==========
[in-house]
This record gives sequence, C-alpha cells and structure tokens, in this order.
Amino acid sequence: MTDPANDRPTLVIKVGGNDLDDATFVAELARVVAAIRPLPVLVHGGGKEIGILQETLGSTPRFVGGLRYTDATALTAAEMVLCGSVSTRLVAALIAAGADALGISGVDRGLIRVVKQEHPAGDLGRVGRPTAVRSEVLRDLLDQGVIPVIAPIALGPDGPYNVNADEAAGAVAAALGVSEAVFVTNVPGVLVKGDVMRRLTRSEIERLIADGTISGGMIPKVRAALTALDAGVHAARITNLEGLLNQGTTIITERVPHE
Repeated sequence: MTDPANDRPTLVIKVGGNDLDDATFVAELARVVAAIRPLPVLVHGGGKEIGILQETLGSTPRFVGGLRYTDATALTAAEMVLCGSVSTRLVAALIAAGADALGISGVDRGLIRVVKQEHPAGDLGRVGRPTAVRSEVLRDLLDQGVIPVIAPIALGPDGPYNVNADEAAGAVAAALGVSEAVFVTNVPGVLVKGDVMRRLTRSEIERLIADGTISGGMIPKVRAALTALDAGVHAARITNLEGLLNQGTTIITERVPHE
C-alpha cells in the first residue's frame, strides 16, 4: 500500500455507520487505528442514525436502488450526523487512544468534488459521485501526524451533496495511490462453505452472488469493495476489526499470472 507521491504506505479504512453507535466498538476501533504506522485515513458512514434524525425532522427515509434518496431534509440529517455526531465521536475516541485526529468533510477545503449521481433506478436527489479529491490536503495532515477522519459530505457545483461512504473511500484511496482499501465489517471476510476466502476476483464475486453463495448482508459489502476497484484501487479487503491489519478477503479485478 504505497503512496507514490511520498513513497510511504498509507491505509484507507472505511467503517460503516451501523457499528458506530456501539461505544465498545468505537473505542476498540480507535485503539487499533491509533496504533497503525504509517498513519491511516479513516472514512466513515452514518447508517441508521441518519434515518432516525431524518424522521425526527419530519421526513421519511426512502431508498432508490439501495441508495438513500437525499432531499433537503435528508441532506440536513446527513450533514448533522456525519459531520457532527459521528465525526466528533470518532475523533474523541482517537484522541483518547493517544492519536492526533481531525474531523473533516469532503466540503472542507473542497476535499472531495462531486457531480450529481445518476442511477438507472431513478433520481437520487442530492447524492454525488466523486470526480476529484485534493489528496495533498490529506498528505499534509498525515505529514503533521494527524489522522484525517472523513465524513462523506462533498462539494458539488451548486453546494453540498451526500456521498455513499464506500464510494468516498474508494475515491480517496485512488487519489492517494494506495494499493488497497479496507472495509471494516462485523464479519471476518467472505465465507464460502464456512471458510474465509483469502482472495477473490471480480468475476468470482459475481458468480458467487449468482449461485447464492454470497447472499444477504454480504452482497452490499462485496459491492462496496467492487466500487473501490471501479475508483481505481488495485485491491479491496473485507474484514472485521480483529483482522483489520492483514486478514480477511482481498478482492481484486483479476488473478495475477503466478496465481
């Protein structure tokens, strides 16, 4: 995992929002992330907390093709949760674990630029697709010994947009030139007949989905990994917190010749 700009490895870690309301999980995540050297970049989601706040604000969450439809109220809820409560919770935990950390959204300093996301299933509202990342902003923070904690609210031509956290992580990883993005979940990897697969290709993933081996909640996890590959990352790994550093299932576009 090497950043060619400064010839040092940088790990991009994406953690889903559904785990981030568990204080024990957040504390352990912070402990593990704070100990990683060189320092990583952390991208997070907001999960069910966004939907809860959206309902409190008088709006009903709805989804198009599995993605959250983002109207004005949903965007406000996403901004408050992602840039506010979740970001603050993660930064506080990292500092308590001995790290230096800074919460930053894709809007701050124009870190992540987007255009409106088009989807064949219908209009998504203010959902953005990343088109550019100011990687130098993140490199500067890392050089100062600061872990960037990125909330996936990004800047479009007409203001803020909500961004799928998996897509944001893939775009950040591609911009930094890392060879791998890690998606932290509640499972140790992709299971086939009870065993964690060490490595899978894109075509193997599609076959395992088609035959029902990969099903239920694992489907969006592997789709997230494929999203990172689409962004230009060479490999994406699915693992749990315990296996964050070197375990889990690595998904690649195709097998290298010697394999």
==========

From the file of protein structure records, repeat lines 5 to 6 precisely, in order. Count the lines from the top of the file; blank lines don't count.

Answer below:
C-alpha cells in the first residue's frame, strides 16, 4: 500500500455507520487505528442514525436502488450526523487512544468534488459521485501526524451533496495511490462453505452472488469493495476489526499470472 507521491504506505479504512453507535466498538476501533504506522485515513458512514434524525425532522427515509434518496431534509440529517455526531465521536475516541485526529468533510477545503449521481433506478436527489479529491490536503495532515477522519459530505457545483461512504473511500484511496482499501465489517471476510476466502476476483464475486453463495448482508459489502476497484484501487479487503491489519478477503479485478 504505497503512496507514490511520498513513497510511504498509507491505509484507507472505511467503517460503516451501523457499528458506530456501539461505544465498545468505537473505542476498540480507535485503539487499533491509533496504533497503525504509517498513519491511516479513516472514512466513515452514518447508517441508521441518519434515518432516525431524518424522521425526527419530519421526513421519511426512502431508498432508490439501495441508495438513500437525499432531499433537503435528508441532506440536513446527513450533514448533522456525519459531520457532527459521528465525526466528533470518532475523533474523541482517537484522541483518547493517544492519536492526533481531525474531523473533516469532503466540503472542507473542497476535499472531495462531486457531480450529481445518476442511477438507472431513478433520481437520487442530492447524492454525488466523486470526480476529484485534493489528496495533498490529506498528505499534509498525515505529514503533521494527524489522522484525517472523513465524513462523506462533498462539494458539488451548486453546494453540498451526500456521498455513499464506500464510494468516498474508494475515491480517496485512488487519489492517494494506495494499493488497497479496507472495509471494516462485523464479519471476518467472505465465507464460502464456512471458510474465509483469502482472495477473490471480480468475476468470482459475481458468480458467487449468482449461485447464492454470497447472499444477504454480504452482497452490499462485496459491492462496496467492487466500487473501490471501479475508483481505481488495485485491491479491496473485507474484514472485521480483529483482522483489520492483514486478514480477511482481498478482492481484486483479476488473478495475477503466478496465481
């Protein structure tokens, strides 16, 4: 995992929002992330907390093709949760674990630029697709010994947009030139007949989905990994917190010749 700009490895870690309301999980995540050297970049989601706040604000969450439809109220809820409560919770935990950390959204300093996301299933509202990342902003923070904690609210031509956290992580990883993005979940990897697969290709993933081996909640996890590959990352790994550093299932576009 090497950043060619400064010839040092940088790990991009994406953690889903559904785990981030568990204080024990957040504390352990912070402990593990704070100990990683060189320092990583952390991208997070907001999960069910966004939907809860959206309902409190008088709006009903709805989804198009599995993605959250983002109207004005949903965007406000996403901004408050992602840039506010979740970001603050993660930064506080990292500092308590001995790290230096800074919460930053894709809007701050124009870190992540987007255009409106088009989807064949219908209009998504203010959902953005990343088109550019100011990687130098993140490199500067890392050089100062600061872990960037990125909330996936990004800047479009007409203001803020909500961004799928998996897509944001893939775009950040591609911009930094890392060879791998890690998606932290509640499972140790992709299971086939009870065993964690060490490595899978894109075509193997599609076959395992088609035959029902990969099903239920694992489907969006592997789709997230494929999203990172689409962004230009060479490999994406699915693992749990315990296996964050070197375990889990690595998904690649195709097998290298010697394999």